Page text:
12-27-2006, 06:28 PM
Well, the Hobart handler wire welders are all 110 volt.
Check with www.usaweld.com as well

canadamaxxer
12-28-2006, 09:10 PM
Canada, are you referring to aluminum arc rods, or TIG/oxyfuel aluminum rods?

Up until now, I have never even heard of a aluminum rod for stick welding.


These are actual stick rods for aluminium. If I get a chance I will post the number on the rods.....although I do NOT endorse these POS's....

massajamesb
12-28-2006, 09:31 PM
Well, I'll be. I have been welding since I was 11 years old, and I have never even heard of that. I wasn't aware that Aluminum could be welded in a flux-shielded environment.
Learn something new every day, I suppose.
I can say this, without even trying them, I don't think I will ever bother to try them out. I just don't think it would be easy to stick weld aluminum. :)

Mortek
01-02-2007, 11:27 PM
The 308/308L electrodes are for welding stainless steel of 304 or 308 variety. So don't try those on aluminum. The welder you bought just does not have enough amperage to weld aluminum.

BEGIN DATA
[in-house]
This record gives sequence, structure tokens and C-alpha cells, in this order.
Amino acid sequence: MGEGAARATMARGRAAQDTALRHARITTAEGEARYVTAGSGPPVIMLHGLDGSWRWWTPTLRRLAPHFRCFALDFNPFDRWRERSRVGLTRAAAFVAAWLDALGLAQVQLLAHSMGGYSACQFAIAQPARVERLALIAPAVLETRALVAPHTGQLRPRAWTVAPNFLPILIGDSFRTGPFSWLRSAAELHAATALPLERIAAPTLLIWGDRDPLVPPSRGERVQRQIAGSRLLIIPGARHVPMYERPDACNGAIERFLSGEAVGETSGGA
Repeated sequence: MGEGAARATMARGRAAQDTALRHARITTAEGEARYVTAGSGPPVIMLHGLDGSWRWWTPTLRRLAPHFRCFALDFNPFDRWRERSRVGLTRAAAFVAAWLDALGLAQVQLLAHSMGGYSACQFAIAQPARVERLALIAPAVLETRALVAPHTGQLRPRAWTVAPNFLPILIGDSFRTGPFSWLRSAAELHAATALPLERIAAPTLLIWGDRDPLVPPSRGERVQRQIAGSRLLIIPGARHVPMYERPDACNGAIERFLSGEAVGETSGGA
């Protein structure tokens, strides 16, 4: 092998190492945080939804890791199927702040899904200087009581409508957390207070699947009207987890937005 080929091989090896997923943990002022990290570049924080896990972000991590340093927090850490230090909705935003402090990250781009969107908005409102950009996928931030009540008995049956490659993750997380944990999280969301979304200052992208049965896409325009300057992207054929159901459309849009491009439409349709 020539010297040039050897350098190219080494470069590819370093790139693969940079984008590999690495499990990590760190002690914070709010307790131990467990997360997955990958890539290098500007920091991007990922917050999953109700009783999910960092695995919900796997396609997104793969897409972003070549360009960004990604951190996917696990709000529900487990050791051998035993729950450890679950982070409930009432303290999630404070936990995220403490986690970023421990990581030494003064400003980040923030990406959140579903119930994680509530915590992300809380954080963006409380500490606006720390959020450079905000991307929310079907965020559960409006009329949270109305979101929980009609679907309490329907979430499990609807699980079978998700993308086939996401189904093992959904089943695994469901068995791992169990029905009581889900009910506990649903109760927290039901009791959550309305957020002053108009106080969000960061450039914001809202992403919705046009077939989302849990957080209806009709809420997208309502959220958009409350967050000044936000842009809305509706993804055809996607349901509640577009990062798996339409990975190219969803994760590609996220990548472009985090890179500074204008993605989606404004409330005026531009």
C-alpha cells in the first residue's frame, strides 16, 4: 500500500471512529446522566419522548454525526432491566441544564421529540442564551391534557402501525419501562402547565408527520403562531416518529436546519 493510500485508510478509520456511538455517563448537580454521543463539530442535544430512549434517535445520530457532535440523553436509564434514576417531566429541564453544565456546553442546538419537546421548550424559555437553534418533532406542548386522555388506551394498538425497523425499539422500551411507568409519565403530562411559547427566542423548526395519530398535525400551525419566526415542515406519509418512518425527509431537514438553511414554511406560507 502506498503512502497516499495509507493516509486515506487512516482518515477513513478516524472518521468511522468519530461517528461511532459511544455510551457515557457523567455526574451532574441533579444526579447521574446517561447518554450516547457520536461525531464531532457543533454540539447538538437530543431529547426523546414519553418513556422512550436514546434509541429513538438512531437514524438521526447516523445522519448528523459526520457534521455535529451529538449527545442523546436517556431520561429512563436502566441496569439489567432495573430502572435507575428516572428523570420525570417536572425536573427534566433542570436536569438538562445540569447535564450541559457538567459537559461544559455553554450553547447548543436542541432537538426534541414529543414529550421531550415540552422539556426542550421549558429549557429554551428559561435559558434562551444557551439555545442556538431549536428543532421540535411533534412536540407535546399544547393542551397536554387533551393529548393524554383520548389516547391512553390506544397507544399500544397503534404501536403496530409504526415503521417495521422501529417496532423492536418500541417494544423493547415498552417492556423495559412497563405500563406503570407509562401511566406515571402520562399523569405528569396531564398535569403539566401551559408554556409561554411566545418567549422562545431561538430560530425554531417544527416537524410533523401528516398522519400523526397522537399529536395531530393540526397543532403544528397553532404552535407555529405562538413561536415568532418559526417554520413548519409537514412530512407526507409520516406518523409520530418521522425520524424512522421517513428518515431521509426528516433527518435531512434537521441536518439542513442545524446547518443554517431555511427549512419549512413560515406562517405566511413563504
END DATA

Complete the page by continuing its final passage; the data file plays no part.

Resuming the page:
Ken

millman52
01-06-2007, 05:09 PM
I had the opportunity to use a few AL/Stick rods a few years ago with moderate success. Seemed to me they would only be good for heavier gauge pieces.

Barnyard practice for their use is of course cleaning with stainless brush then pre heat is a must also. To get the preheat we blackened the cleaned alum. with acetylene torch then oxydized the flame & heated till the black from the acet. dissapeared.

Trust me even at that you need to be a fairly seasoned stick welder to be able to tell when you are actually joining the metal & not lust laying a bead to 1 of the 2 pieces. Very much like what can happen when trying to join 2 really rusty pieces of steel.